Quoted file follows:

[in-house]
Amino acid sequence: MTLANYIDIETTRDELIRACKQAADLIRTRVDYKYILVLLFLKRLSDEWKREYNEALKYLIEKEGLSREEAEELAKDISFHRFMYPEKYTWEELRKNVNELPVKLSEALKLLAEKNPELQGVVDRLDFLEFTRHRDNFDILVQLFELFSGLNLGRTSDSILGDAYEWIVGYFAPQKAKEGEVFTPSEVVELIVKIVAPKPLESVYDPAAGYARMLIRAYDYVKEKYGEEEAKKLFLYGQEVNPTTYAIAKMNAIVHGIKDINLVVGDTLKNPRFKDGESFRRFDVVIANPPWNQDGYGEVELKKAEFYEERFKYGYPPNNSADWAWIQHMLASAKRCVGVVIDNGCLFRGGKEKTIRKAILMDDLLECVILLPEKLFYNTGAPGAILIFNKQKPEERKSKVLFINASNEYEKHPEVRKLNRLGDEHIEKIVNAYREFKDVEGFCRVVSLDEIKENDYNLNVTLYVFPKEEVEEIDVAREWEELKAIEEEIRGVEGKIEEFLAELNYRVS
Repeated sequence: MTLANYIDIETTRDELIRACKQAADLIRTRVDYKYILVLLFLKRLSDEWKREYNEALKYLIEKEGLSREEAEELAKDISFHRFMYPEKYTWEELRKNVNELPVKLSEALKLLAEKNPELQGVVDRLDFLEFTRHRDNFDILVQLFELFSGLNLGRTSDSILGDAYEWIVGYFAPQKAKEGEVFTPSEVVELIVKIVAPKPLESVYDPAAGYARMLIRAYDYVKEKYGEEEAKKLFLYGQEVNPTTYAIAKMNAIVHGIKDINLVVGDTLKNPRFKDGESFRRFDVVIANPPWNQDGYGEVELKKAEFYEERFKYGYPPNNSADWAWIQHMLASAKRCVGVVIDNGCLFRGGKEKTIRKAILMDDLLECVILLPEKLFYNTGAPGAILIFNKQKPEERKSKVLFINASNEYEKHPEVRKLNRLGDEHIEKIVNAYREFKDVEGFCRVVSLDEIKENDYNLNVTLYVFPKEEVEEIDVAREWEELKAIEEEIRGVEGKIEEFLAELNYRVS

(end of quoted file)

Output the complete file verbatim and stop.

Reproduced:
[in-house]
Amino acid sequence: MTLANYIDIETTRDELIRACKQAADLIRTRVDYKYILVLLFLKRLSDEWKREYNEALKYLIEKEGLSREEAEELAKDISFHRFMYPEKYTWEELRKNVNELPVKLSEALKLLAEKNPELQGVVDRLDFLEFTRHRDNFDILVQLFELFSGLNLGRTSDSILGDAYEWIVGYFAPQKAKEGEVFTPSEVVELIVKIVAPKPLESVYDPAAGYARMLIRAYDYVKEKYGEEEAKKLFLYGQEVNPTTYAIAKMNAIVHGIKDINLVVGDTLKNPRFKDGESFRRFDVVIANPPWNQDGYGEVELKKAEFYEERFKYGYPPNNSADWAWIQHMLASAKRCVGVVIDNGCLFRGGKEKTIRKAILMDDLLECVILLPEKLFYNTGAPGAILIFNKQKPEERKSKVLFINASNEYEKHPEVRKLNRLGDEHIEKIVNAYREFKDVEGFCRVVSLDEIKENDYNLNVTLYVFPKEEVEEIDVAREWEELKAIEEEIRGVEGKIEEFLAELNYRVS
Repeated sequence: MTLANYIDIETTRDELIRACKQAADLIRTRVDYKYILVLLFLKRLSDEWKREYNEALKYLIEKEGLSREEAEELAKDISFHRFMYPEKYTWEELRKNVNELPVKLSEALKLLAEKNPELQGVVDRLDFLEFTRHRDNFDILVQLFELFSGLNLGRTSDSILGDAYEWIVGYFAPQKAKEGEVFTPSEVVELIVKIVAPKPLESVYDPAAGYARMLIRAYDYVKEKYGEEEAKKLFLYGQEVNPTTYAIAKMNAIVHGIKDINLVVGDTLKNPRFKDGESFRRFDVVIANPPWNQDGYGEVELKKAEFYEERFKYGYPPNNSADWAWIQHMLASAKRCVGVVIDNGCLFRGGKEKTIRKAILMDDLLECVILLPEKLFYNTGAPGAILIFNKQKPEERKSKVLFINASNEYEKHPEVRKLNRLGDEHIEKIVNAYREFKDVEGFCRVVSLDEIKENDYNLNVTLYVFPKEEVEEIDVAREWEELKAIEEEIRGVEGKIEEFLAELNYRVS